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As a "federation," DLF is a consortium intended to have a limited central organization. DLF has a structure with essentially five components: the Office of the Executive Director, the Board of Trustees, the Executive Committee, DLF initiatives, and the DLF Forum.

Office of the Executive Director

The office consists of the Executive Director, a small support staff, and the various support structures that CLIR provides. It is responsible for setting the goals and direction of the Federation, managing the program activities and finances of the DLF, supporting information sharing amongst the DLF members, communicating about the DLF and its activities to the broader community, establishing external alliances and recruiting new partners.

Board of Trustees

The Board of Trustees is the governing body of the DLF. It meets two times a year and provides oversight for the DLF program activity and initiatives. The Board consists of the Directors of those institutions participating as Strategic Partners. It also includes the President of the Council on Library and Information Resources and, ex officio, the Executive Director of the DLF. Representatives of allied institutions participate in the Board with a voice but no vote.

Executive committee

The Executive Committee of the DLF acts as a bridge between the Board, the DLF Executive Director, and CLIR, as appropriate. It drafts Bylaws when needed, for the consideration of the Board; it advises the Board on issues such as the strategic plan, DLF program direction, membership criteria and issues, and dues and fees; it has authority for setting meeting agendas for DLF, and for meetings of the Board; and it is responsible for DLF governance between meetings of the Board.

Advisory groups

Advisory groups may be convened by the Executive Director to advise on program development in key areas. They comprise experts drawn from DLF institutions and help to articulate and prioritize need for research, development, and information sharing within those areas. They may also take a role in initiating consulting on and reviewing the work conducted by any DLF initiatives undertaken within those areas and communicating their accomplishments to DLF members and a wider audience. Advisory groups may be established in areas that reflect the members' interests, for example, in:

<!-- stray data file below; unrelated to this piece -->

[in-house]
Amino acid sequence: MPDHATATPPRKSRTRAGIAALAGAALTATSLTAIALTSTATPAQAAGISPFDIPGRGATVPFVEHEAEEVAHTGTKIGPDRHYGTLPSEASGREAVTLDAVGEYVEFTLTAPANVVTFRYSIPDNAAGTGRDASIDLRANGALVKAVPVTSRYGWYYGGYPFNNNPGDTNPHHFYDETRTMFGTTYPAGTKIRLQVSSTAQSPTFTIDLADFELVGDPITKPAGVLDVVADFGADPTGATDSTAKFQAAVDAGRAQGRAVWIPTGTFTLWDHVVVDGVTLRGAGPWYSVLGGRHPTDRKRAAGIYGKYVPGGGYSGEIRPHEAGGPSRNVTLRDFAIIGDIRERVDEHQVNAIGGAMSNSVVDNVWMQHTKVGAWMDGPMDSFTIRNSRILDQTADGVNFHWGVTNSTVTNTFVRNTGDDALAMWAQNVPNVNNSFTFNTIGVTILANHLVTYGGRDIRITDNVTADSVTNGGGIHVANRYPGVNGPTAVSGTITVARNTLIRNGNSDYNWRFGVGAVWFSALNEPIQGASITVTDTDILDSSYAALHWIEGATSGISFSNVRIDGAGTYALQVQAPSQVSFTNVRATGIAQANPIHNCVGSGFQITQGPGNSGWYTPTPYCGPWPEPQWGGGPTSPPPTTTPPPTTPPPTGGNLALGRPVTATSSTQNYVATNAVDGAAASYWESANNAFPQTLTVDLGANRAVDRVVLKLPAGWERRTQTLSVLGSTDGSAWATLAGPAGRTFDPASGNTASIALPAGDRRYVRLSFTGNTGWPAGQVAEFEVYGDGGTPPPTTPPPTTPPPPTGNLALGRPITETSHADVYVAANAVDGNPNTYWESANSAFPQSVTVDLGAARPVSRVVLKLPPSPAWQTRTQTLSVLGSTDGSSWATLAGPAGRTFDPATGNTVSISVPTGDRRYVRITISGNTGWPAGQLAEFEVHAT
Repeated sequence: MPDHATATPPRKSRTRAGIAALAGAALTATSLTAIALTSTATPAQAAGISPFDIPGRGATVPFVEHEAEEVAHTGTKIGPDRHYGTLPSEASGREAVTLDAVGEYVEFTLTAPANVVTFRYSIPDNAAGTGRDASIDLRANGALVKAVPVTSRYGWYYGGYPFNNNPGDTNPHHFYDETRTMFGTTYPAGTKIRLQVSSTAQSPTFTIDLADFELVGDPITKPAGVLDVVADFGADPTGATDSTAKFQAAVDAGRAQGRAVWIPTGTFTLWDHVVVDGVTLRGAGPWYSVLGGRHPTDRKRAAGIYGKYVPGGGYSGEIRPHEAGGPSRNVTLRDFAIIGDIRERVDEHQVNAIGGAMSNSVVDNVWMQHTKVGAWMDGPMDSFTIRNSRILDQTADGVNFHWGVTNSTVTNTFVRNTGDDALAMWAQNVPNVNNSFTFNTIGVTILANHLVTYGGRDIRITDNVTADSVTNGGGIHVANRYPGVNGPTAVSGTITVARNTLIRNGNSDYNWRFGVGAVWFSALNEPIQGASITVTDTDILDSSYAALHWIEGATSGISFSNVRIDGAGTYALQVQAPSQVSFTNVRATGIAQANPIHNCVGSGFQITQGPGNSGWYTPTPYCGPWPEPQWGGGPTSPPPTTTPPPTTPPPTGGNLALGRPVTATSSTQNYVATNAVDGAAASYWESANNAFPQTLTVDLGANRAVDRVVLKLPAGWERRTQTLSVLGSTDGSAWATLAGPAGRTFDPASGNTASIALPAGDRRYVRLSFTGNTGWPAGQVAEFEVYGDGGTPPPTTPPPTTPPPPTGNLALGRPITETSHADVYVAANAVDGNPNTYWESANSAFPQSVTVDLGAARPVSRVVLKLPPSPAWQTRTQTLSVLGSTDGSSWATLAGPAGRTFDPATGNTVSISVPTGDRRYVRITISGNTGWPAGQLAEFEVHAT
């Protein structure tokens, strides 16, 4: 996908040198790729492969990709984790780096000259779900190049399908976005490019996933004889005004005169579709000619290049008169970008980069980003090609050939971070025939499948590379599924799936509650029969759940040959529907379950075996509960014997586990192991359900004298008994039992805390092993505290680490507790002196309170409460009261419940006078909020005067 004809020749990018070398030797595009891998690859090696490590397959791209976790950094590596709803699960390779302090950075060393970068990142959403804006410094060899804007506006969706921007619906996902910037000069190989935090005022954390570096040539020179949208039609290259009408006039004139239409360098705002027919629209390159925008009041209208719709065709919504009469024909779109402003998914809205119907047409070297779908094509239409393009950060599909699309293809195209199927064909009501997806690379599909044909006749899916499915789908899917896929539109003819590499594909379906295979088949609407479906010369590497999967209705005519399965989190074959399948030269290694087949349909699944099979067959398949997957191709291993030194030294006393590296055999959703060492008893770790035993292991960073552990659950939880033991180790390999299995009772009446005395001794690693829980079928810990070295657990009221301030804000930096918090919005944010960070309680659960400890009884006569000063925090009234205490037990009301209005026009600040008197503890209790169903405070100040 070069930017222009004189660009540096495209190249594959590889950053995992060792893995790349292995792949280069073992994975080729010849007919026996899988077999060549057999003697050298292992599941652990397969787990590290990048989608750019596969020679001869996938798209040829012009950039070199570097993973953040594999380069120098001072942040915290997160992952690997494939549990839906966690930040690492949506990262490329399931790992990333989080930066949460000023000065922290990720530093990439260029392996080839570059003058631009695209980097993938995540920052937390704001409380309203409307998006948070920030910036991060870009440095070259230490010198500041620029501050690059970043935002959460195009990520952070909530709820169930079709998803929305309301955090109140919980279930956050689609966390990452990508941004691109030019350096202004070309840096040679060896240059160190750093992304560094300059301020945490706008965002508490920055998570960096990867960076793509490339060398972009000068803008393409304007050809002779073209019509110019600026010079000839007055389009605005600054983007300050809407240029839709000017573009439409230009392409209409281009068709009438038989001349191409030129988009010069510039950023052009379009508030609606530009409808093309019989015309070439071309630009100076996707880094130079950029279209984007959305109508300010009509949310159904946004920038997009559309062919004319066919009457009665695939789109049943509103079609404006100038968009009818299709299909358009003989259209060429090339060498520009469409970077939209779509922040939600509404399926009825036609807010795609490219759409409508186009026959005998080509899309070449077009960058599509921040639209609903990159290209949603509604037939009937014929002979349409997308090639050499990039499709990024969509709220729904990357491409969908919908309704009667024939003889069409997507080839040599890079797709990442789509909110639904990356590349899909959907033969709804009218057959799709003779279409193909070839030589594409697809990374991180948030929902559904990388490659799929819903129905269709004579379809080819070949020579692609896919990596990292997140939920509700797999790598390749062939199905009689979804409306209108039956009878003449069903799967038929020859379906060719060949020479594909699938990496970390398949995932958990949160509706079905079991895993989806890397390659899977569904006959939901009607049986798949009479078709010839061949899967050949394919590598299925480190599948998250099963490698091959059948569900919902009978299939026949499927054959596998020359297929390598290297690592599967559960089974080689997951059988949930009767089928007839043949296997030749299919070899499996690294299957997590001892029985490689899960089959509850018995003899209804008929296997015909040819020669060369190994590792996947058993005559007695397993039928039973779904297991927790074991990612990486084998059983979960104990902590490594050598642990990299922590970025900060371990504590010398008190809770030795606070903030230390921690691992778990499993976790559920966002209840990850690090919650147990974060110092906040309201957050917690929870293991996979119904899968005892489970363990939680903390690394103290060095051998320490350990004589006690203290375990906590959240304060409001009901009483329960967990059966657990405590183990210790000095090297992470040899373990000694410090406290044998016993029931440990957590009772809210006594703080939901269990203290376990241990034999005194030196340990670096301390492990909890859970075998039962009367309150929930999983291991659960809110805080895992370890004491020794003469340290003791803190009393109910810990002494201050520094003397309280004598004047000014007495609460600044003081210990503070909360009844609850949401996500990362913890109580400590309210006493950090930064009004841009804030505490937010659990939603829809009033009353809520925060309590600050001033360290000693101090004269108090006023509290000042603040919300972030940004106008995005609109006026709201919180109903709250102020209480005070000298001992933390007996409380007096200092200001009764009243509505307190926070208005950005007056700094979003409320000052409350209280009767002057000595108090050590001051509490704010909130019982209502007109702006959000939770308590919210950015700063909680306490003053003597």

• Digital library architectures, systems, and services;
  • Standards and best practices;
  • Digital collections development;
  • Digital preservation;
  • Use, users, user support, and user services; and
  • the digital library's changing institutional roles and responsibilities.

DLF initiatives

DLF initiatives address the specific research, development, or information-sharing needs that are identified by the advisory groups or by the membership at large. Typically, they comprise a small number of digital library practitioners who collaborate as a means of addressing key challenges that each confronts within his or her own institution. Although task forces are expected to sustain their work financially, the DLF may support initial planning activities and the effort that is required to review, evaluate, and disseminate the results of their efforts.

DLF Forums

Forums are convened periodically and include a number of digital library practitioners from each of the member institutions. They serve as meeting places, market places, and congresses. As meeting places they provide an opportunity for the DLF Board, advisory groups, initiatives to conduct their business and to present their work to the broader membership. As market places, they provide an opportunity for member organizations to share experiences and practices with one another and in this respect support a broader level of information sharing between professional staff. As congresses, Forums provide an opportunity for the DLF to continually review and assess its programs and its progress with input from the broader membership community.

For further information, please consult the following pages:

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